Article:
Valeant Pharmaceuticals and its former CEO Michael Pearson have been accused of a long list of nefarious activities. Now a mutual fund that claims it lost a mind-boggling $80 billion on its Valeant investments has rolled all of those into a lawsuit that alleges Valeant was a criminal enterprise.
The civil securities fraud lawsuit was filed in federal court in New Jersey by mutual fund Lord Abbett & Co. It names Valeant, Pearson, former CFOs Robert Rosiello and Howard Schiller, former controller Tanya Carro and Valeant’s accounting firm PwC.
It alleges securities violations, mail and wire fraud, and to top it off, racketeering under RICO, a provision that suggests criminal behavior and allows for tripling damages. And the mutual fund company's losses were tremendous. Lord Abbett bought Valeant notes between 2013 and 2015 and said that its shareholders “suffered massive economic losses” of more than $80 billion.
The 162-page lawsuit runs through the now well-known history of Valeant and Pearson, but in colorful language it lays that history out as a well planned “criminal scheme.”
It claims Valeant hired Pearson in 2008 for “his business acumen and his cut-throat tactics to realize even greater profits.” It said he immediately gutted the company’s R&D as a low-margin operation, instead choosing to buy rare disease drugs with no competition to focus on “surreptitiously manipulating a labyrinthine healthcare system, and price exploitation of long-developed and off-patent drugs.”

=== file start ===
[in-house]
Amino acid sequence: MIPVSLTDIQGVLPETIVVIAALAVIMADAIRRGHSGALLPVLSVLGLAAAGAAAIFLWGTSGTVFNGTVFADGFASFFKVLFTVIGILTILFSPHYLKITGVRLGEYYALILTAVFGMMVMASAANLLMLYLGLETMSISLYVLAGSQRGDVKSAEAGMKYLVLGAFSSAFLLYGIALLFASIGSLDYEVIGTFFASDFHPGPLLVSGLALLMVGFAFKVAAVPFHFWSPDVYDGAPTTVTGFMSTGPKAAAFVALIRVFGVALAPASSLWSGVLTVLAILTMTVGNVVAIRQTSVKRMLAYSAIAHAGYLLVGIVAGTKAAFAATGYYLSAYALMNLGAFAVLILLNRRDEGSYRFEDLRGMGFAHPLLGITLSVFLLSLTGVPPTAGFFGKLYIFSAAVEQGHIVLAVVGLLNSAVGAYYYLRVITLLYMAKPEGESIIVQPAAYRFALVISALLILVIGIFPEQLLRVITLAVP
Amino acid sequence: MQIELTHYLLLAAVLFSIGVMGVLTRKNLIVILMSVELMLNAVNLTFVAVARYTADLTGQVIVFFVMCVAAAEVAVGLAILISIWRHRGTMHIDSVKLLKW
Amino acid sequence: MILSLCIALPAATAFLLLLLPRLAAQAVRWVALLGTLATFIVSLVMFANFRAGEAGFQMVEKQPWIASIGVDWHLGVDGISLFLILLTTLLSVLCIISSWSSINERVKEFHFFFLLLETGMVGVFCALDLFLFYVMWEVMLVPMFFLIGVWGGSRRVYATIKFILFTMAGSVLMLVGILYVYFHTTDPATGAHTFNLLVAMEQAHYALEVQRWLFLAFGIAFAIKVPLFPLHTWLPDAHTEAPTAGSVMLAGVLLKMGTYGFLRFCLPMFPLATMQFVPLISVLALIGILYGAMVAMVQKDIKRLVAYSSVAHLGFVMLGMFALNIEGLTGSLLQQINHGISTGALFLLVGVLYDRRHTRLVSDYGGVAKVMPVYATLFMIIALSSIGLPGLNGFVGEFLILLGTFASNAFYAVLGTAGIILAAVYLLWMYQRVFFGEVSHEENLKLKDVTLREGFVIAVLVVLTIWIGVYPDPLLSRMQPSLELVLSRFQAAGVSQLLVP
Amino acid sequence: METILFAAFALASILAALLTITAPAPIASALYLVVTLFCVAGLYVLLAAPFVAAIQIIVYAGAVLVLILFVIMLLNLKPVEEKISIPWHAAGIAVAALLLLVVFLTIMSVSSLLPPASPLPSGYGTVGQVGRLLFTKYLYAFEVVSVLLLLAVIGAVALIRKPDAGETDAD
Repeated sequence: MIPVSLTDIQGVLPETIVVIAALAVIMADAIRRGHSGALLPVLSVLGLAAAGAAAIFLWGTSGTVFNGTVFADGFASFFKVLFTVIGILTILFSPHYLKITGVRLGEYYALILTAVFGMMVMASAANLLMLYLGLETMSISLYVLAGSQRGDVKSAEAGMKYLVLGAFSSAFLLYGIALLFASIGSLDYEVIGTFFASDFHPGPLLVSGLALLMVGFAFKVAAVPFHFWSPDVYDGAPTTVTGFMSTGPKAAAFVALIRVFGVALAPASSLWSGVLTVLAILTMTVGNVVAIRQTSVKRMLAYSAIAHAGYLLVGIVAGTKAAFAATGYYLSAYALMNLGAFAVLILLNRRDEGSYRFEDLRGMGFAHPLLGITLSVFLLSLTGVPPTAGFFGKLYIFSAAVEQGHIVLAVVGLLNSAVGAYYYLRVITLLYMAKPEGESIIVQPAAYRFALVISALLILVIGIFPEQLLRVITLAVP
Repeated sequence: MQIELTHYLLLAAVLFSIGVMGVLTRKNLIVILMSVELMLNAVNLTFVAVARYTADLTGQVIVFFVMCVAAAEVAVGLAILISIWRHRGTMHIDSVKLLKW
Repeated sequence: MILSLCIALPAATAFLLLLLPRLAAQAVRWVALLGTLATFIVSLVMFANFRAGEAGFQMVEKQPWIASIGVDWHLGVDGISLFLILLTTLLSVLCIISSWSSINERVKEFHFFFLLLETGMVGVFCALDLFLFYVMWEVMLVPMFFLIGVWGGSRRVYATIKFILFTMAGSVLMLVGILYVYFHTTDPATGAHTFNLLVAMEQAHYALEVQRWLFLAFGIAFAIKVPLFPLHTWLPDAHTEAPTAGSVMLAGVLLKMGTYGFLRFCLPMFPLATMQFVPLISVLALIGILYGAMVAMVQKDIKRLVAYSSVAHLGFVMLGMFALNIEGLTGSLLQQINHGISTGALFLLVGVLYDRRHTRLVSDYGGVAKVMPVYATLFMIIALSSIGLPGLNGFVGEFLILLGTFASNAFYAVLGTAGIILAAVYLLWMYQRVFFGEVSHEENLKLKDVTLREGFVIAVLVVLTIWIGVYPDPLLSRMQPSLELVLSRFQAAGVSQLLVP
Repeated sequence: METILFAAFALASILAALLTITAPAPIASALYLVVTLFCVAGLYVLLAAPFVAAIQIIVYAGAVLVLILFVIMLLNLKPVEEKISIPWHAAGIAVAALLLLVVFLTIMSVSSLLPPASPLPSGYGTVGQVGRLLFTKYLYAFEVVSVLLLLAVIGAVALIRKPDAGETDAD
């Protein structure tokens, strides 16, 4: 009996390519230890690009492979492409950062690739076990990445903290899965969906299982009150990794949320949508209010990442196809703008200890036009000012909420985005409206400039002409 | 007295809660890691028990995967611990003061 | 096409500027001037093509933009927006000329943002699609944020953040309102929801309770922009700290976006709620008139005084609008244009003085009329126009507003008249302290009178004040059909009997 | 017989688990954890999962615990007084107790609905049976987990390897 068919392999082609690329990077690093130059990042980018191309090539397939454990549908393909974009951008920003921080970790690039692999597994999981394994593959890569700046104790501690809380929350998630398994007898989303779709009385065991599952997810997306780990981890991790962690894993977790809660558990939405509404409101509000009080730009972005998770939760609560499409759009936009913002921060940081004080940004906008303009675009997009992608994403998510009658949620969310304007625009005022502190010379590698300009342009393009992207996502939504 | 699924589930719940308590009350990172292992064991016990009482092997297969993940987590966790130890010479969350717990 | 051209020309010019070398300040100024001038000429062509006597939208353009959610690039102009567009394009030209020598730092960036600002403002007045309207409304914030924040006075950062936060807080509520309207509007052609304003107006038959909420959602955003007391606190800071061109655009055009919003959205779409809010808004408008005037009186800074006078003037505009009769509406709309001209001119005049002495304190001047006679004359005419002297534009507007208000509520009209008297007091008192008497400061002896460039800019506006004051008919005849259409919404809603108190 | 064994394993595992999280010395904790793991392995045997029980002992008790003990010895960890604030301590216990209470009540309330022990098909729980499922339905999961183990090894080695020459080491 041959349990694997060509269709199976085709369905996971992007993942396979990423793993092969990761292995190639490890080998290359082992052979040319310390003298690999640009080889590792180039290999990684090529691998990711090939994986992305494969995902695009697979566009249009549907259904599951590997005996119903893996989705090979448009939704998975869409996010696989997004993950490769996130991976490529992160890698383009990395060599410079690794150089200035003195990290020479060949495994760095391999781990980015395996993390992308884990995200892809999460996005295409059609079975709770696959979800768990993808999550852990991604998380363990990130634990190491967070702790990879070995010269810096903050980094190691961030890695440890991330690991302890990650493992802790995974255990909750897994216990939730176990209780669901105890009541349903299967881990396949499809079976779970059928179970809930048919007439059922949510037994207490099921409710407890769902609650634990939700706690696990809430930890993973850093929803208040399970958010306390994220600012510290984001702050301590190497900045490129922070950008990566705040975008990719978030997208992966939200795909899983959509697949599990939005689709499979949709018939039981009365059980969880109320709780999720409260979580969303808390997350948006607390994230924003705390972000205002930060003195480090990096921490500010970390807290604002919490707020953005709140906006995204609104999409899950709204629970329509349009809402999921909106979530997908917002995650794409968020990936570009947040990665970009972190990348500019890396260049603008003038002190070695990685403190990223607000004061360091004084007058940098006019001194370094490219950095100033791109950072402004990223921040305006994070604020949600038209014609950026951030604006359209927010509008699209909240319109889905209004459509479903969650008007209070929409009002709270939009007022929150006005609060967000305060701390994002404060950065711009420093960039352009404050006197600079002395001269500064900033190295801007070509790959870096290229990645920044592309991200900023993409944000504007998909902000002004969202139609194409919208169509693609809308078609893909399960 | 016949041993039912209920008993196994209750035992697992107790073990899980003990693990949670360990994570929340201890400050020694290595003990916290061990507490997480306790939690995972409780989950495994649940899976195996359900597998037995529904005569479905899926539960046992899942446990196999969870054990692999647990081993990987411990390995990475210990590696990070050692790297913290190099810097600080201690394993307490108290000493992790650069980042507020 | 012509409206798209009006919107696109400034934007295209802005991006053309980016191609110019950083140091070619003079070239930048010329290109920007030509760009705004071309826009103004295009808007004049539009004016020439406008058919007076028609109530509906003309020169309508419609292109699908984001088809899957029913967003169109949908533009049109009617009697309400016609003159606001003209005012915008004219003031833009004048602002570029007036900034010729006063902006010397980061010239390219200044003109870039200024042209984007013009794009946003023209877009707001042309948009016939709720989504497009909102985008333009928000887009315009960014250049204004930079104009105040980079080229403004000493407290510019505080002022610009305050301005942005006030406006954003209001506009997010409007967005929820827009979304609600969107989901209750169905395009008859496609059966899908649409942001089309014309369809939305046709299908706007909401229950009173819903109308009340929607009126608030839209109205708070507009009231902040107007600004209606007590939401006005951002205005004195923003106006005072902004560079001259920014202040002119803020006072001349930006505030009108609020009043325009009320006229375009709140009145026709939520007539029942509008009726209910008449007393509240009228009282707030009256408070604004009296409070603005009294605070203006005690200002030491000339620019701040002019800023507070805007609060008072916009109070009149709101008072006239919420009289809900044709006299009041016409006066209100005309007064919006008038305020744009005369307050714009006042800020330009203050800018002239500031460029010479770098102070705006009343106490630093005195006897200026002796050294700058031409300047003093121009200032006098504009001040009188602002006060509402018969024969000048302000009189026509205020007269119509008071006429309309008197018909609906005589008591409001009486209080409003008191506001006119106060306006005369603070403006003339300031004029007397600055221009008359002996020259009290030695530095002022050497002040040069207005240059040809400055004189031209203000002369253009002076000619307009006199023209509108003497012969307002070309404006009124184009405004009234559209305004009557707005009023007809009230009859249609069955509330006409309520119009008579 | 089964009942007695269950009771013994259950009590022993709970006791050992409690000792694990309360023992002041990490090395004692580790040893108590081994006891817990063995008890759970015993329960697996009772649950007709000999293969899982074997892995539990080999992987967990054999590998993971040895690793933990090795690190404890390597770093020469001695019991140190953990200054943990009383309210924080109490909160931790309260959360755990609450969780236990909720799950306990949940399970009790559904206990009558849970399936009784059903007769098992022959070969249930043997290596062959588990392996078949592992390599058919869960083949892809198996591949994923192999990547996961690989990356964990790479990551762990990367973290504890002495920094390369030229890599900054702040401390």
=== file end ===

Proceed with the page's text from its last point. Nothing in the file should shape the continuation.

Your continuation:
To maintain growth, the suit points out that between 2008 and 2014, the company bought more than 100 companies, running up to $31 billion in debt, then claims Valeant used price gouging to generate cash. It points to how the company boosted the price of Cuprimine and Syprine, treatments for the rare Wilson’s disease, by nearly 5,800% and 3,200% respectively.
It outlines Valeant’s use of Philidor, a specialty pharmacy group it helped form, which the lawsuit said was needed to pull off its pricing scheme. It also references Valeant’s use of patient assistance programs, both issues that are being investigated by federal authorities. It accuses PwC of helping the company “conceal the relationship between Valeant and Philidor.”
PwC declined to comment.
The suit comes as the company, with a new executive team in place, is working desperately to unload assets to reduce debt, overcome litigation and concentrate on new drugs. In May it reported its efforts were going well enough to increase its 2017 earnings guidance to between $3.6 billion and $3.75 billion, up slightly from a previous range of $3.55 billion to $3.7 billion.
Valeant has been working to generate cash through divestitures, selling Dendreon for $820 million and some skincare brands for $1.3 billion. It recently was said to be near a $2 billion deal to sell its Bausch & Lomb eye surgery business to Germany-based Carl Zeiss Meditec.
That all is fairly small compared to the $30 billion debt load it still has.